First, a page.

And then you see this stuff being as one of the most prescribed medications on the planet. And that itself is a contributing factor to potential psychotic episodes. We’re not even discussing the other issues by prescribing a stimulant, such as this as sympathetic. Sympathomimetics such as this, because this stuff also has profound effects on the cardiovascular system, including hypertension, cardiovascular events that are catastrophically both in the heart and in the brain. Okay. And this stuff long-term can potentially cause neuroplastic changes. So one of the things that we can pick from here that we can say definitively is number one, from what we’ve seen and from the minimal evidence that’s out there. And when I say minimal, there’s a lot of data out there, but large random trials that really tease these things out. Aren’t there, but we can probably safely clinically say that this stuff can induce psychosis under the right circumstances. What should we draw out from that? Uh, and again, I haven’t gone into all of the medications. This is sort of a general overview. What can we draw out from that?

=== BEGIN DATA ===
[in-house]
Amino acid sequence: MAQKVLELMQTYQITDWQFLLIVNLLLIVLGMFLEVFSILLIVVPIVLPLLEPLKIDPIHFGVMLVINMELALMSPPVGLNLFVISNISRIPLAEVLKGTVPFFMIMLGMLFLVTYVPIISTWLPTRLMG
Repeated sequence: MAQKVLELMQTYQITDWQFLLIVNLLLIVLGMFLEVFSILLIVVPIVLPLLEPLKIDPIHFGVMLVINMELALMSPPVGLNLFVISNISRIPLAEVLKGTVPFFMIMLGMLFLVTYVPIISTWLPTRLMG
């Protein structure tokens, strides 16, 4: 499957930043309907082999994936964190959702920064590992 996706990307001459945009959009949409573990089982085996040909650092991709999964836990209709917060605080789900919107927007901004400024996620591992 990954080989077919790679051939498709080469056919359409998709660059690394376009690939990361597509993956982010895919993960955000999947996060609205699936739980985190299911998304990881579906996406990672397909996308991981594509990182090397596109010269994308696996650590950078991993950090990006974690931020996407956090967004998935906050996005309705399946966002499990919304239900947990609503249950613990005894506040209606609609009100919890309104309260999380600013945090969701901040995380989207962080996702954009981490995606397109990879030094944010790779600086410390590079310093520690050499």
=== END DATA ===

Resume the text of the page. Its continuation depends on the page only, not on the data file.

So A lot of people, when they watch a video like this and so forth, we’re like, wow, no way. I’m not putting my kid on this stuff. Or in this case, we’re talking about adults. This is bad stuff. No, that’s not what I’m saying. What I’m saying is every single thing you do to a patient and the patient should be aware of this should be with a very, very, very intimate evaluation of the risk and fit and a constant monitoring of the patient and evaluating their response to the medication and looking for signs of trouble, whether it’s substance abuse or any sort of cardiovascular effects or any kind of psychiatric symptoms. So really, um, I think what we’ve distilled out of this is that this medication as a high abuse potential, uh, prescription stimulant B, uh, it can cause a lot of problems, including psychosis. So be conscientious, thoughtful, discuss it extensively with your clinician before you start this medication and be vigilant of the fact that you can run into problems. I hope that’s helpful. I try to approach it in a really broad way within the stimulant series and then future ones. I can talk about specific ones and start breaking it down to pediatrics, narcolepsy, ADHD. I really want to finish the historical approach to this medication. If you liked this video, please don’t forget like us subscribe ringed up L consider our Patriot, and I will see you guys soon. Peace.